The independence and proper resourcing of the judiciary, respect for human rights, among other factors, will be crucial to the success of Guyana’s burgeoning oil and gas sector.

This point was made last night by Justice Adrian Saunders, the new President of the Caribbean Court of Justice (CCJ). At a luncheon that was held by the Guyana Manufacturing and Services Association (GMSA) at the Pegasus Hotel, Justice Saunders said that the administration must ensure that the judiciary has all that it needs to carry out its mandate, that is, to ensure justice is served for matters that will arise in the new sector.

Justice Saunders cautioned that the economic progress that is about to hit Guyana can be thwarted or it can be significantly enhanced with good governance and faithful adherence to the rule of law. He said, “The rule of law in this sense implies legal accountability, fairness, respect for minorities, the observance of human rights, judicial independence, separation of powers and equality.”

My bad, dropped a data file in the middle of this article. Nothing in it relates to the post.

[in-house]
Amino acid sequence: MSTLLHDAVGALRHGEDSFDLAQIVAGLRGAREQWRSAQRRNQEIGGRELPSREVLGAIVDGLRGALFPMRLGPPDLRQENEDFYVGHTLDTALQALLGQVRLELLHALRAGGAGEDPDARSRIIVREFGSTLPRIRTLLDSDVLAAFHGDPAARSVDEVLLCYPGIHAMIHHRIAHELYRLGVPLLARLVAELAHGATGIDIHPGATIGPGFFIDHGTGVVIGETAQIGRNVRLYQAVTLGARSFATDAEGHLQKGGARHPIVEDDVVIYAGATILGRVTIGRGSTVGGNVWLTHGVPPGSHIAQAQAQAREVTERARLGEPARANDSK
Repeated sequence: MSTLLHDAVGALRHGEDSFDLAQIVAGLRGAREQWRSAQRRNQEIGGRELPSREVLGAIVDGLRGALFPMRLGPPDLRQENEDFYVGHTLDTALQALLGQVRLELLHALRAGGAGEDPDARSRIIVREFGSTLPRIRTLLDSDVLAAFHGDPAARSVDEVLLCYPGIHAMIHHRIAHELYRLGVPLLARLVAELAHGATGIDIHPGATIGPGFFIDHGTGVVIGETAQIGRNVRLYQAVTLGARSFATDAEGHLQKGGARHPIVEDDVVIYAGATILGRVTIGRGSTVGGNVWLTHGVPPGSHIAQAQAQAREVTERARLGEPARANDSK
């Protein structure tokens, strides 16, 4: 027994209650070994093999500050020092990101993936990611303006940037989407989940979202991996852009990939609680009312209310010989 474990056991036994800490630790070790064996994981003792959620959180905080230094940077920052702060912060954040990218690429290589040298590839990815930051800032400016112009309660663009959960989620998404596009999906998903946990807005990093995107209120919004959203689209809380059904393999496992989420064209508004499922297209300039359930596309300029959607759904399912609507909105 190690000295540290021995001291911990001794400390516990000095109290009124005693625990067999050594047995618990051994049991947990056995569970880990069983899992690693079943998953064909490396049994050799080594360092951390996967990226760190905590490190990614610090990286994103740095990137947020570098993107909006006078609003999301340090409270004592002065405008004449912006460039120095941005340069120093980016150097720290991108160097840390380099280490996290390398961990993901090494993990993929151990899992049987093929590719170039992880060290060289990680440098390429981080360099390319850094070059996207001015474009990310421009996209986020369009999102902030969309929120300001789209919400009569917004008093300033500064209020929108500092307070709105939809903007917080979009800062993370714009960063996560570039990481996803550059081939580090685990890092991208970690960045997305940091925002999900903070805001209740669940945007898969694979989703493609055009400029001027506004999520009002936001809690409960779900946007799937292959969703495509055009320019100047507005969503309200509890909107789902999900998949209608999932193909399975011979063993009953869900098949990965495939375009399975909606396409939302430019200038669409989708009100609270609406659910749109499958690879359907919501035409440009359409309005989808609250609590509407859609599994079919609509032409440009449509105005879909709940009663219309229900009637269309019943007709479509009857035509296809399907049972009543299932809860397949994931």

Justice Saunders also pointed out that ultimately, the people will look to the CCJ and the courts in Guyana for setting appropriate standards in matters that may arise. “In a multicultural and multiethnic society as Guyana is, those courts will have a special responsibility to ensure equality of treatment.”

Further to this, the CCJ President said that adherence to the rule of law will increase business confidence and ensure respect for property rights and freedoms of the citizenry. An important feature of the rule of law, Justice Sanders reminded, is ensuring proper access to the courts and justice. He opined that the CCJ has an enormous stake in this goal.

Several local critics have questioned the preparedness of the judiciary and it is being properly resourced to handle matters relating to the oil and gas sector. This would come on the backdrop that ExxonMobil has faced a wave of litigation over the years for matters relating to abuse and corruption.

In the case of Chad, ExxonMobil was fined US$74 billion as it was ruled in the courts that the nation was underpaid the royalties it was entitled from the oil giant. The fine was handed down on October 5, 2016. ExxonMobil had disagreed with the ruling and refused to pay up. It was only until earlier this year, after several appeals by international bodies that it honoured the ruling.

Given ExxonMobil’s history in the foregoing case, and others around the world, critics believe that it would not be impractical for Guyanese to question whether the state is preparing the legal framework to deal with the worst to come with the oil and gas superpower.


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